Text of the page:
Back in November, as Ben, Mark and I stood rolling tape and taking photos of shrinking Lake Walker and Lake Meade near sad Hoover Dam, Georgia Governor Sonny Perdue called for Georgians to come out and join him in a prayer for God to send rain. I guess I don’t see anything wrong with that except that this is the same governor whose water conservation advice to citizens was to Avoid stepping out of the shower to make a phone call…
So, back to the issue at hand, Georgia: Water. It must have been September when we first started hearing about the drought in the Southeast, and specifically the decline of Lake Lanier in Georgia. Usually, during the winter, the lake rises by about 9 feet but, according to Shanna Udvardy, of Georgia Conservancy, this winter the lake has only been replenished by about a foot. And yet, the government has reinstated yard watering. Is this the right message? Udvardy wonders, especially when coming housing developments are expected to use up to 60% more water than today’s average homes…Here is a nice example of a yard that went thirsty this year due to the drought, right next to one that didn’t…hmmm…
On Monday, Chattanooga mayor Ron Littlefield declared Feb 26th “Give our Friends in Georgia a Drink Day,” and sent an aide down to the City Hall in a coonskin cap with a truckload of Tennessee bottled water…Ben called our friend Richard, at the Chattanooga mayor’s office to ask how it went over. (They weren’t sure yet.) We made an exception to our rules and bought a bottle of water from a Tennessee bottling company to give to Rob Hunter, Water Commissioner for the city of Atlanta. He accepted our offer and asked us to relay a message: If the Mayor of Chattanooga wants to send over some FLEETS of trucks with bottled water, Atlanta would make sure that parking spaces were available. Seriously, though, Hunter feels that the most important understanding people of GA can have is that How we use and conserve water in our daily lives has to change…forever, from here on out.
Meanwhile, Clayton Co, GA has not been suffering the drought like other GA counties have. Mike Thomas, General Mgr for Clayton County Water Authority, said that their approach to water planning was born of necessity, back in the 70’s. 4000 acres of mostly-forested land was purchased and, in the 80’s, a reservoir and pump station built, with over 300 miles of pipeline and 20,000 sprinklers, to irrigate forests to catch water. After awhile, it was discovered that this practice was “not quite sustainable on Piedmont clay soil” so Clayton Co went back to the drawing board and came up with a new solution: wetlands. Thomas says the switch has worked wonders, and they have the added benefit of increasing bird population! Who says you can’t have your water and feed birds too???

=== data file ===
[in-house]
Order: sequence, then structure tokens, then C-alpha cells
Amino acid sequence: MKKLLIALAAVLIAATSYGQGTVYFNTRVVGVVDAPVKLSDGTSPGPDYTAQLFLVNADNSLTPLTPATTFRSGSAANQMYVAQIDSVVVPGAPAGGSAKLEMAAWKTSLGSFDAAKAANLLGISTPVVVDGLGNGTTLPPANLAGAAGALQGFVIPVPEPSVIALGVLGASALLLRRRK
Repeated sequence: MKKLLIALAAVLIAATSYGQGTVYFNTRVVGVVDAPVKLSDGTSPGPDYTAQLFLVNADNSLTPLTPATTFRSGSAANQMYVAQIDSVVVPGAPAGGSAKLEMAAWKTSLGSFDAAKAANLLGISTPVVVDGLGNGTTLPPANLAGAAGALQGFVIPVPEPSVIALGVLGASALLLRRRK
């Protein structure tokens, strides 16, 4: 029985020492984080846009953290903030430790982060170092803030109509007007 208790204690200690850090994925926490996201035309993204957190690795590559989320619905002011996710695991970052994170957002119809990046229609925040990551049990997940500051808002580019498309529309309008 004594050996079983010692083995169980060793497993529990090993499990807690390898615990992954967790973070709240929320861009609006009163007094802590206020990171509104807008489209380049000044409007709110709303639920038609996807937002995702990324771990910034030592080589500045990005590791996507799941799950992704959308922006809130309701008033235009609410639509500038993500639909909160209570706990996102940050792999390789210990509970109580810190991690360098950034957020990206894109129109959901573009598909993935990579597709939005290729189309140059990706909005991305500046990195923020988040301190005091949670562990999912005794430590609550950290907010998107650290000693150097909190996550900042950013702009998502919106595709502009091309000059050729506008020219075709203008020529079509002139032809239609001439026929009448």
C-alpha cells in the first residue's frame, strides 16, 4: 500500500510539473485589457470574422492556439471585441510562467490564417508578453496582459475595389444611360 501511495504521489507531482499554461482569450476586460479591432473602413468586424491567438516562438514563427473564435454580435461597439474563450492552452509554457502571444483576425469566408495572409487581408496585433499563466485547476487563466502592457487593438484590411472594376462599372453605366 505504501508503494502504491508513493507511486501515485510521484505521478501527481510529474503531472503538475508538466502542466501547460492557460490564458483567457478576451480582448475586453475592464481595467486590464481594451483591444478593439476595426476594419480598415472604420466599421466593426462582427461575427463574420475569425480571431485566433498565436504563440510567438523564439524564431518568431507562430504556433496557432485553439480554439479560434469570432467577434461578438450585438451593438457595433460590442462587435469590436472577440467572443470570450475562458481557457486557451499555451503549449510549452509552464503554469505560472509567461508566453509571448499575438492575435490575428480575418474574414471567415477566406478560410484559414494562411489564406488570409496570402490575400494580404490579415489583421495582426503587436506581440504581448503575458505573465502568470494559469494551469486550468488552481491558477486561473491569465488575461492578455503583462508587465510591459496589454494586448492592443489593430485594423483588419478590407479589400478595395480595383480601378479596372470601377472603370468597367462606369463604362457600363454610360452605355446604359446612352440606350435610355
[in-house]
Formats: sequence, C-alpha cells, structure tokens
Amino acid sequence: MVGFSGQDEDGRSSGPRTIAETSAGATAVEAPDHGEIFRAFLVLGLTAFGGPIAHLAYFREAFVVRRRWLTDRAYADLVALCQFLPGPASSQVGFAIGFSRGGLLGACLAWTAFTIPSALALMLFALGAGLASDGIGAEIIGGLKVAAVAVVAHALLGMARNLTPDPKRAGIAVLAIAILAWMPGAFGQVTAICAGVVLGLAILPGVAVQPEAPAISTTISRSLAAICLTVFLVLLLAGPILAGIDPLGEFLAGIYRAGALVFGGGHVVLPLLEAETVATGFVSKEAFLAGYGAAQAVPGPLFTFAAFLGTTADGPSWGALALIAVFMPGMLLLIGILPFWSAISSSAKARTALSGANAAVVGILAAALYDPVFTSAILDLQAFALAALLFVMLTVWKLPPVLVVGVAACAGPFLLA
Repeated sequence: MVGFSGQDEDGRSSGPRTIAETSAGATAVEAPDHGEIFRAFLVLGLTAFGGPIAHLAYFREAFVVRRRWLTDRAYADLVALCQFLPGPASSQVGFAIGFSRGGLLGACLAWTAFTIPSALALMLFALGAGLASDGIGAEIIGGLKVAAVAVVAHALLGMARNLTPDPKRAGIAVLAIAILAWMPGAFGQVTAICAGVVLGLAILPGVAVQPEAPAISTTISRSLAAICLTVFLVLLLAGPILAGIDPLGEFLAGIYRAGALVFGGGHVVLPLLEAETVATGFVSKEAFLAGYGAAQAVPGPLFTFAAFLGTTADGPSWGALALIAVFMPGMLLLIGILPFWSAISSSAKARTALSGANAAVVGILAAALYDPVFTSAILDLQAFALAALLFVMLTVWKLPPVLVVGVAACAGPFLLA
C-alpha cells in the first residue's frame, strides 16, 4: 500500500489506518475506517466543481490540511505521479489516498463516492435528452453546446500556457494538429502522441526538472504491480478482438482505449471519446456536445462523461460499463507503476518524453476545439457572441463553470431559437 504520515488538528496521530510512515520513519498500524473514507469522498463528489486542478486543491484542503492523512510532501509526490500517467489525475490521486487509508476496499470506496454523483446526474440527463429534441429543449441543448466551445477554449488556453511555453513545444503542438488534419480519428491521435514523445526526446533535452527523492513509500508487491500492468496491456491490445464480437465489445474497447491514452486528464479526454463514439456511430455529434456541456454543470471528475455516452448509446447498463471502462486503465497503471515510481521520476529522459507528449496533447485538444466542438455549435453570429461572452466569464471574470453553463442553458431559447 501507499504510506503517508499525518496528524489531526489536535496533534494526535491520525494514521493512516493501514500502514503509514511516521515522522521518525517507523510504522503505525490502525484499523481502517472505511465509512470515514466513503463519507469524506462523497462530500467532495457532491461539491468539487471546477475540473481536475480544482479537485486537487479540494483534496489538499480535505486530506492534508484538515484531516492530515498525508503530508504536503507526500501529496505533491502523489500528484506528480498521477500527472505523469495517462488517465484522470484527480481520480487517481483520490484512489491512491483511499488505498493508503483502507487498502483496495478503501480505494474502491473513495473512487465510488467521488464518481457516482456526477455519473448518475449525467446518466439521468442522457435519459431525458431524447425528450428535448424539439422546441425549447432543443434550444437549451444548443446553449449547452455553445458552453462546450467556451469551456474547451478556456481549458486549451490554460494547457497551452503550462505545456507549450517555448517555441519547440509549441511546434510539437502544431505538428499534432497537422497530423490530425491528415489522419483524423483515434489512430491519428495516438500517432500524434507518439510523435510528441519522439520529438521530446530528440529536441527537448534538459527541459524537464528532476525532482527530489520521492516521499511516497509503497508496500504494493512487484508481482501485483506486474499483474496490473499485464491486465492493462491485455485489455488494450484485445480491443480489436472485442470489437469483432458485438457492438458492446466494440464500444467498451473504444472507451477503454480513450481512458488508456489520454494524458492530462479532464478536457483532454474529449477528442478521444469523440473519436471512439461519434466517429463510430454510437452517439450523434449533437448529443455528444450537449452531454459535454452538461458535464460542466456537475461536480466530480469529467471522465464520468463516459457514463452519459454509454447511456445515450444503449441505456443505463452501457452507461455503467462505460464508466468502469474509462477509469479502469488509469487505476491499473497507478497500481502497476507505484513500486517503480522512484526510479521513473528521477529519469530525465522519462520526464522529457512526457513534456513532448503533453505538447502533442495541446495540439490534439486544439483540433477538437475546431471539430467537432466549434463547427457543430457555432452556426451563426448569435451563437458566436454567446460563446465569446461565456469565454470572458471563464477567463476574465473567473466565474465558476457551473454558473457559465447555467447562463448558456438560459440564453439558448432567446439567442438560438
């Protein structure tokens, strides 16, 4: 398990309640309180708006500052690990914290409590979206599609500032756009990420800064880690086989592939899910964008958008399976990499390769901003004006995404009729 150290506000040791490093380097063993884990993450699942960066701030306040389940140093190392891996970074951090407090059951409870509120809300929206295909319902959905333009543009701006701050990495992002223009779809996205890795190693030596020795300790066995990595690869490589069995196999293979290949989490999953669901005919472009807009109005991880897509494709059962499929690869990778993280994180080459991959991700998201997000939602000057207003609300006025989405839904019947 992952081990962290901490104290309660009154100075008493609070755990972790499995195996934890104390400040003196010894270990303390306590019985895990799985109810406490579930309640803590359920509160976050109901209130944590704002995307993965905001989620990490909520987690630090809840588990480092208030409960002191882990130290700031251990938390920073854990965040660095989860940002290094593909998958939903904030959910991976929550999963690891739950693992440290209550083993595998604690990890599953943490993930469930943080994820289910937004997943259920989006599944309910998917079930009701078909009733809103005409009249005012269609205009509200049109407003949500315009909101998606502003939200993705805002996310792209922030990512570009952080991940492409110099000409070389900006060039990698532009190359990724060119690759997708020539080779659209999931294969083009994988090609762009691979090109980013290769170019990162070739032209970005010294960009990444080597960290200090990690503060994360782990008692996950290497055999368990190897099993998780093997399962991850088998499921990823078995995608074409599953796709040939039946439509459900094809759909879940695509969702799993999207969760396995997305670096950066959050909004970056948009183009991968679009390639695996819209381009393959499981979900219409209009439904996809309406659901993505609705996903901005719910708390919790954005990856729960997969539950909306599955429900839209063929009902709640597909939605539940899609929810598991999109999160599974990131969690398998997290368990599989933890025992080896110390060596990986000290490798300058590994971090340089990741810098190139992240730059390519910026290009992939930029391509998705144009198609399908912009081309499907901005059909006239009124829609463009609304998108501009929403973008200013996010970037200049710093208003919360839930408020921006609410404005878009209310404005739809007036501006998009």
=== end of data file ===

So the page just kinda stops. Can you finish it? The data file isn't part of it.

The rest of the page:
Back to prayer, as it were.
Along with the obvious 16 month+ drought that has been pinching Georgia this year, the other issue we have been following with interest, and were happy to focus on in the peachtree state, is the happy combination of treehugging and religion!
The role that faith-based organizations have begun to play in environmental sustainability is encouraging, to say the least. Looking forward to finding out more about this fairly new and important development, we drove to Little Five Points in Atlanta to talk to Katy Hinman. To Katy, a “bat biologist in a former life,” the move from chiroptology to Seminary seemed, to her, a completely natural progression. Her position as Director of Georgia Interfaith Power and Light gives her the opportunity to help people make the natural connection between being good stewards and being faithful followers, a role which she relishes. “Creation care,” as she calls it, is very much a part of most great religious philosophies, and some reference can be found in every text, without having to dig too deeply. Even the mountains are said to praise God in the Scriptures, she says. How can that be when we are blowing them up for money, polluting the water, the land and the air? (Ben remembered a comment from our Vineyard friend in Idaho who said that when the Christ comes he wants to be caught with his hands dirty, tending the Garden, not sitting there doing nothing to care for His Creation.)
When we asked Katy what she could personally do to be more “green,” she said she could probably be a vegetarian but she thinks she needs her strength as she has taken up a new sport. Katy is now one of the Atlanta Rollergirls. Awesome. I can’t wait till she gets her clergy robes and we can see her perform as the Pastor of Disaster.
*Ben and Mark also talked to Dr. Michael Battle of ITC (Interdenominational Theological Center) about TheoEcology, which i sadly missed due to pregnancy sleep-in. They said the interview was wonderful. The website looks totally cool.